The book leaves an overall mixed vibe, Gulzar sir are a master of prose, his writings will leave you poignant and thoughtful, so if melancholy and deep reflection is your thing pick this one up, bear with a few stories if need be, because all in all it would not disappoint.

 

 

Book Review: The Rise Of Sivagami : – “..And Perhaps that of Indian Fantasy too!”

sivagami being badass
“SIVAGAMI DEVI” as played by ‘Ramya Krishnan’ in the Movie ‘BAHUBALI’

“That is my WORD and my word is LAW!”  ~Sivagami Devi

When you see a character who has just slitten the throat of a traitorous general, ordered the death of all the treasonous nobles in the kingdom, declared that SHE will decide who’s to be the next King, with blood still on her face calmly sitting and breastfeeding two young princes in the throne room, the words “Epically Badass” fell short of doing her any kind of justice. That was how we were introduced to ‘The Queen Mother’ of ‘Mahishmathi’ Sivagami Devi in S. S. Rajamouli‘s blockbuster epic ‘Bahubali‘. The character and her fabulous portrayal was riveting.  And thus i suspect started Rajamouli’s dilemma, the world he created, the characters (specially the supporting ones) he introduced were so complex and had a depth that he just couldn’t cover or satisfactorily show in 2 movies. He wanted the world to know them further to live in that world a little more intimately, so, he approached an up and coming author from the south whose previous works he had enjoyed, Mr. Anand Neelakantan, gave him the designation of “Story Hunter” and let him loose to discover and develop the epic world of ‘Mahishmathi’. And thus came to be “The Rise Of SIVAGAMI“, the first installment in what seems to be a worthwhile Indian epic Fantasy trilogy set in the time period before the story of ‘Bahubali’.

The-Rise-of-Sivagami-by-Anand-Neelkantan-Bahubal

3/5 Stars Goodreads Rating System

This was my second book by Anand Neelakantan, The First one “ASURA“, the reason for his widespread fame, didn’t appeal to me all that much and so i was apprehensive about picking up this one. But curiosity got the better of me and i am glad that it did. I won the book in Goodread’s Giveaways and what a ride it has been. Firstly, Watch the movie (i suspect this was a major reason for the commission of this book), Secondly, even if you don’t this will work just fine (But you will watch the movie afterwards anyway, trust me, these are clever clever people indeed.). Anand Neelakantan has a specific way of writing, he loves being on the bad guy’s side, by his own admission this was his first book where he wrote for a positive character but i felt that his habit of coloring things grey has stayed in this one too. Which, adds a splendid ‘anti hero’ flavor to the book. The world of ‘Mahishmathi’ can be experienced in more detail, with its social and power structures sketched out as well as all that ails that world from slavery to the draconian social norms of the ‘Varna System’. The story focuses not only on the three main characters with which the audience(of ‘Bahubali’) would already be familiar with Sivagami, Kattapa (The ever loyal slave) & Bijjala (the arrogant prince) but adds a host of new ones too like ‘Keki the eunuch’ , ‘Skandadasa the deputy prime minister’,’Gundu ram the lovable orphan’, ‘Shivappa the rebel’, ‘Jeemotha the pirate’ and many more. The book unfolds as a series of POV’s so you get to enjoy different characters in their element. The story itself was good though i feel it could have been better, but considering the 108 days deadline (that’s how long he had apparently) you can’t really fault the author. The writing thus feels patchy sometimes with the characters being too obvious in their dialogues, giving a somehow rough feel to the reading experience. But the imagination and expansion of the world was glorious. We get to know some new kingdoms and the overall picture of the power hierarchy among them and the secret to the success of the kingdom of ‘Mahishmathi’.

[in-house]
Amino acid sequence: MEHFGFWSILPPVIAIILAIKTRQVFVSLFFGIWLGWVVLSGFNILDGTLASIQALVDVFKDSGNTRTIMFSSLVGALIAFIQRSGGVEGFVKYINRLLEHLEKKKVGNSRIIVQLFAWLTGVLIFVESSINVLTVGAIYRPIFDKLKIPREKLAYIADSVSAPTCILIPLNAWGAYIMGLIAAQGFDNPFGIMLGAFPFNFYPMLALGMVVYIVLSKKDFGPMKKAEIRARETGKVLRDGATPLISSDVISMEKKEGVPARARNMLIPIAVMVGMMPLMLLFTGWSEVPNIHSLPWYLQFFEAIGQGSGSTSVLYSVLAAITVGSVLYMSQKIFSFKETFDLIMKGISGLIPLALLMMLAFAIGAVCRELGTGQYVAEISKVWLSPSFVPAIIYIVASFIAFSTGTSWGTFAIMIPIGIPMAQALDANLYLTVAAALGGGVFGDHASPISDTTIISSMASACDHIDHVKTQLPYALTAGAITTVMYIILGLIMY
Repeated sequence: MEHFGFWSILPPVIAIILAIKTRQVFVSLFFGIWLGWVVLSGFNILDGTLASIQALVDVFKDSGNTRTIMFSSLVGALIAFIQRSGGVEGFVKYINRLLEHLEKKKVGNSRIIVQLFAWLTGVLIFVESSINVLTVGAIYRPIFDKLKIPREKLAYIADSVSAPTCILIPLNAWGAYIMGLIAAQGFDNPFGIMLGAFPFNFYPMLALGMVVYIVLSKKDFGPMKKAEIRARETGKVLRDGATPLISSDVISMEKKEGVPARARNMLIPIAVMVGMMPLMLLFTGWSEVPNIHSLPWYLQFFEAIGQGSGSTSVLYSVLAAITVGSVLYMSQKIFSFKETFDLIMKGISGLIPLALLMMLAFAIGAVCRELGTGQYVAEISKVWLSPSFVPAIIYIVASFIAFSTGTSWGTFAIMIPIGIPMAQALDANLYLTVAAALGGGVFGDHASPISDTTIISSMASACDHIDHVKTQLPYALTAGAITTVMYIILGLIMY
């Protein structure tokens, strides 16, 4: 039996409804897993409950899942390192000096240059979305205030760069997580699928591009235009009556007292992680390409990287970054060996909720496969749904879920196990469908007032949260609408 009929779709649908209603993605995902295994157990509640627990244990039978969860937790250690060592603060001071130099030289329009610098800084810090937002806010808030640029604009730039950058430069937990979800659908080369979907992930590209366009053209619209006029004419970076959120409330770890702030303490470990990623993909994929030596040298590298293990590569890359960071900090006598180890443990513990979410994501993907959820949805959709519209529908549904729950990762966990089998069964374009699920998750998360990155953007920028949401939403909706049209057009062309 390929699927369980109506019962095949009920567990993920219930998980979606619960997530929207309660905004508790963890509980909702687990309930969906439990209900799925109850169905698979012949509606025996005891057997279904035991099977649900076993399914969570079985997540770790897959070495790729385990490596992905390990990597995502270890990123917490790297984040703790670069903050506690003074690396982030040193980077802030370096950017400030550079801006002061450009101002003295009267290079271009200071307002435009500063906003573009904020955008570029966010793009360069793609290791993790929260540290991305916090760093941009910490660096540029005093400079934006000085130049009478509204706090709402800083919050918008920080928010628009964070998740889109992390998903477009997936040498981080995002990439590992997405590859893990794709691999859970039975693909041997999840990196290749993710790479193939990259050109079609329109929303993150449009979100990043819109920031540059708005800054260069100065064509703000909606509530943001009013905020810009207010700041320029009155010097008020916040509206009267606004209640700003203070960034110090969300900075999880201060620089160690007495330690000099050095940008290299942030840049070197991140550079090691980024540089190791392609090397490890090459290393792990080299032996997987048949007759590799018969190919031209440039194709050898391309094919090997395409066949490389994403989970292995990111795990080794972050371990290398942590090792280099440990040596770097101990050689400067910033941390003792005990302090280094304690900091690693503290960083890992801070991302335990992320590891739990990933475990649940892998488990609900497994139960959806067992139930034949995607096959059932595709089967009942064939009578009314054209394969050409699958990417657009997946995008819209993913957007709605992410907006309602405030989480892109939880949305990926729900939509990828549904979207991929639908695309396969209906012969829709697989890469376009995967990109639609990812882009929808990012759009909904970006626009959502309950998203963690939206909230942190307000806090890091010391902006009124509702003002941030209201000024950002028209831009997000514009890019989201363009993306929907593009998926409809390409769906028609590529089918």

Other than the awesome tale of ‘Sivagami’ and the brilliant moral conundrums & struggles of ‘Kattapa’, the element that works for the book or rather for the whole trilogy is the suspense of the unanswered questions. How did a girl who wanted to see all the royals dead, ended up being the Queen Mother?  What happened to Bijjala ? What became of ‘Mahadeva’ the young prince and his crush ? What is the ‘Manuscript’ all about ? And Why in the name of all that is possible and impossible did Kattapa did what he did in the End of the movie ? ( I know i am digressing a bit here but well IT is the burning question).

So, yes, i would read the next two. And yes, i feel that these books are a welcome addition to the Indian Fantasy genre. I just hope Mr. Neelakantan uses a bit more finesse in the upcoming ones. The books are quite alluring, and i suspect after the release of the next and final movie (This April’s end i am told) that allure would go up ten fold. So, read on my dear friends and experience the glory of this fantastical world. “Jai! ‘Mahishmathi'” (Hail! ‘Mahishmathi’).